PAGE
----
Has the government picked two winners in a day, today? Not really - but they may have at least made a u-turn on two losers that, for many, symbolised the Blair era.
Firstly, Andy Burnham (the chief secretary to the Treasury) has told the Guardian newspaper that he will be scrapping all but 30 top-down targets used to vet performance. The targets ranged from raising the GCSE pass rate to reducing the fear of crime. The measures caused serious disquiet amongst professionals, none more so than teachers and NHS workers. He described the change as an evolution of administrative style, not a U-turn (day two of spin school).
This apparent change in the government's attitude is "the opening of a new chapter ... If we get this right, the style of government will feel different. We want to give out a message of more trust in public bodies." That last part of the sentence does worry me somewhat as the problem isn't solved by pursuing more confidence on public services; it is admitting that public services aren't always best placed to deliver to the public. He also, rather amusingly stated that the new simple approach will mean that "You won't have to know any jargon." This was said shortly after saying "We want them to face downwards and outwards, having a dialogue with their local communities rather than with the centre." A step in the right direction, however - these arbitrary targets were no good for anyone and proved nothing. More often than not they created problems rather solved them, particularly in the NHS.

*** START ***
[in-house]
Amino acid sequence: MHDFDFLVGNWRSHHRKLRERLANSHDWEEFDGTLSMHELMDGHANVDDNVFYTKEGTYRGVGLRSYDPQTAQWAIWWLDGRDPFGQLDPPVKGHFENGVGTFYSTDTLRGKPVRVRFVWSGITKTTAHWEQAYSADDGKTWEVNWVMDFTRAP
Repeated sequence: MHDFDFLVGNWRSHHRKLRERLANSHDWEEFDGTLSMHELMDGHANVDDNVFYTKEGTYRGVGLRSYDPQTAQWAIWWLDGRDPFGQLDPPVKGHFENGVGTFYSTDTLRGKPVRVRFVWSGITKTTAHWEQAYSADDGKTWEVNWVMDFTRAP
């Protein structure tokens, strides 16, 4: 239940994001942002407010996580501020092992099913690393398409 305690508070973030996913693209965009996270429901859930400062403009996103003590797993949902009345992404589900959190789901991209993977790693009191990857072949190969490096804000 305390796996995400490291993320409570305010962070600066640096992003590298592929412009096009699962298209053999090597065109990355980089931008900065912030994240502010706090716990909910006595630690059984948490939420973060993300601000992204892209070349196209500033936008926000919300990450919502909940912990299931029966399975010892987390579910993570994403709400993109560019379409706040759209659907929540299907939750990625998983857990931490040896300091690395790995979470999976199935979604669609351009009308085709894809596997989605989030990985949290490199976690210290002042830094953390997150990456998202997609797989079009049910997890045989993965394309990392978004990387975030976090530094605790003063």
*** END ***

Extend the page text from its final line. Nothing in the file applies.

Secondly, a recent grumble of mine has been the growing culture of protecting children so much that they don't know what failure or competition means or what a grazed knee feels like until it is too late. Yesterday I posted about the incredible compensation culture growing around children today. Well, stand and rejoice because traditional playground games such as “conkers and snowball fights could see a revival under government plans to prevent today's children turning into “cotton wool kids”! Sounds ridiculous doesn't it? - "Government to lift conkers ban". Other cabinet new man, Ed Balls, is pushing the rhetoric:
“Three quarters of parents feel that children face increased risks compared with five years ago from playing outside unsupervised,” he said. “If children don’t play outside it’s much harder to be healthy. If children don’t climb trees, it’s very hard for them to learn about risk and the safe way to do it. Kids need to learn.”
Here, here! I am concerned however what the government actually means by all this. It is by no means the government's place to tell parents how their children should be bought up so it will be interesting to see the government’s action on this. It will also be interesting to see what can be done about the compensation culture that is gathering rapid pace at the moment. However, I do welcome Mr Balls sentiment at least when calling for a bit of common sense.